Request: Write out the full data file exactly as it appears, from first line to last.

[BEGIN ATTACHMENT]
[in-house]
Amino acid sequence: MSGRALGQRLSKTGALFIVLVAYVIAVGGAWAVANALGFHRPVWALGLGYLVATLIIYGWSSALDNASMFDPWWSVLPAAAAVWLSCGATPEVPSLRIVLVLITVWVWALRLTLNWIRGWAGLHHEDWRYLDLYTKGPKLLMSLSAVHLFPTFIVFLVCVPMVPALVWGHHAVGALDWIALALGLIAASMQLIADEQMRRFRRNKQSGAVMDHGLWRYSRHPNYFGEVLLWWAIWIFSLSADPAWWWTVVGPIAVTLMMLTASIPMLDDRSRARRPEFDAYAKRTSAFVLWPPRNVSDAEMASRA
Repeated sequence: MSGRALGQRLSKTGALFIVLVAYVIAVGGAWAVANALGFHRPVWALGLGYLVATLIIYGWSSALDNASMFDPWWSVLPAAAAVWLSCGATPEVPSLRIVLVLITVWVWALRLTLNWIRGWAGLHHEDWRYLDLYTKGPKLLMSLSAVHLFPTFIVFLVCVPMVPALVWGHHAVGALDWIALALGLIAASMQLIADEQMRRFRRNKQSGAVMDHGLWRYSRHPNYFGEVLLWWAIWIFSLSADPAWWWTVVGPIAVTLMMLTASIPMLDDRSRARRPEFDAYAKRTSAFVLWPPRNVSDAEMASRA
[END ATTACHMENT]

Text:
[in-house]
Amino acid sequence: MSGRALGQRLSKTGALFIVLVAYVIAVGGAWAVANALGFHRPVWALGLGYLVATLIIYGWSSALDNASMFDPWWSVLPAAAAVWLSCGATPEVPSLRIVLVLITVWVWALRLTLNWIRGWAGLHHEDWRYLDLYTKGPKLLMSLSAVHLFPTFIVFLVCVPMVPALVWGHHAVGALDWIALALGLIAASMQLIADEQMRRFRRNKQSGAVMDHGLWRYSRHPNYFGEVLLWWAIWIFSLSADPAWWWTVVGPIAVTLMMLTASIPMLDDRSRARRPEFDAYAKRTSAFVLWPPRNVSDAEMASRA
Repeated sequence: MSGRALGQRLSKTGALFIVLVAYVIAVGGAWAVANALGFHRPVWALGLGYLVATLIIYGWSSALDNASMFDPWWSVLPAAAAVWLSCGATPEVPSLRIVLVLITVWVWALRLTLNWIRGWAGLHHEDWRYLDLYTKGPKLLMSLSAVHLFPTFIVFLVCVPMVPALVWGHHAVGALDWIALALGLIAASMQLIADEQMRRFRRNKQSGAVMDHGLWRYSRHPNYFGEVLLWWAIWIFSLSADPAWWWTVVGPIAVTLMMLTASIPMLDDRSRARRPEFDAYAKRTSAFVLWPPRNVSDAEMASRA